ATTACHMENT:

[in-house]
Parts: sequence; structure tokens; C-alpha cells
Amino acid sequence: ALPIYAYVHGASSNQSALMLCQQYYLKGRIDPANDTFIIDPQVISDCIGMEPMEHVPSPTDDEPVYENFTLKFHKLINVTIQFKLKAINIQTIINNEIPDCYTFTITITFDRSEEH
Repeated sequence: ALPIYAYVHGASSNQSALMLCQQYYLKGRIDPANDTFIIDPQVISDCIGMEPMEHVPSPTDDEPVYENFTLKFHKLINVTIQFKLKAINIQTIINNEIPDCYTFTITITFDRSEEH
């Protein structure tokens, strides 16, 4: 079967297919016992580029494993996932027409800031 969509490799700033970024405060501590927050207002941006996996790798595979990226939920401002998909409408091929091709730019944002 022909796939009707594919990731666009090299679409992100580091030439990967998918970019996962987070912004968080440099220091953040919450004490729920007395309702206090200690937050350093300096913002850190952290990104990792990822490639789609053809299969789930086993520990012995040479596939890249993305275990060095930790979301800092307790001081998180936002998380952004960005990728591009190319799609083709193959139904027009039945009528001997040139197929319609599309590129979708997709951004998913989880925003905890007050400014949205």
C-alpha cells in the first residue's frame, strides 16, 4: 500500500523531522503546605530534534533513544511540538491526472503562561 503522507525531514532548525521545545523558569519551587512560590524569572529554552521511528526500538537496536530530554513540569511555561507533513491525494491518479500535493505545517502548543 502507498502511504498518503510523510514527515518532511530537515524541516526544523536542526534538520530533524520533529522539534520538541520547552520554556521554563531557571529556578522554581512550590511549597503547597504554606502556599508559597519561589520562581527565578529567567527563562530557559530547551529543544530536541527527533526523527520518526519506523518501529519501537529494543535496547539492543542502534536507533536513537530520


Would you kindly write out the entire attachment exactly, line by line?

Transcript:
[in-house]
Parts: sequence; structure tokens; C-alpha cells
Amino acid sequence: ALPIYAYVHGASSNQSALMLCQQYYLKGRIDPANDTFIIDPQVISDCIGMEPMEHVPSPTDDEPVYENFTLKFHKLINVTIQFKLKAINIQTIINNEIPDCYTFTITITFDRSEEH
Repeated sequence: ALPIYAYVHGASSNQSALMLCQQYYLKGRIDPANDTFIIDPQVISDCIGMEPMEHVPSPTDDEPVYENFTLKFHKLINVTIQFKLKAINIQTIINNEIPDCYTFTITITFDRSEEH
């Protein structure tokens, strides 16, 4: 079967297919016992580029494993996932027409800031 969509490799700033970024405060501590927050207002941006996996790798595979990226939920401002998909409408091929091709730019944002 022909796939009707594919990731666009090299679409992100580091030439990967998918970019996962987070912004968080440099220091953040919450004490729920007395309702206090200690937050350093300096913002850190952290990104990792990822490639789609053809299969789930086993520990012995040479596939890249993305275990060095930790979301800092307790001081998180936002998380952004960005990728591009190319799609083709193959139904027009039945009528001997040139197929319609599309590129979708997709951004998913989880925003905890007050400014949205």
C-alpha cells in the first residue's frame, strides 16, 4: 500500500523531522503546605530534534533513544511540538491526472503562561 503522507525531514532548525521545545523558569519551587512560590524569572529554552521511528526500538537496536530530554513540569511555561507533513491525494491518479500535493505545517502548543 502507498502511504498518503510523510514527515518532511530537515524541516526544523536542526534538520530533524520533529522539534520538541520547552520554556521554563531557571529556578522554581512550590511549597503547597504554606502556599508559597519561589520562581527565578529567567527563562530557559530547551529543544530536541527527533526523527520518526519506523518501529519501537529494543535496547539492543542502534536507533536513537530520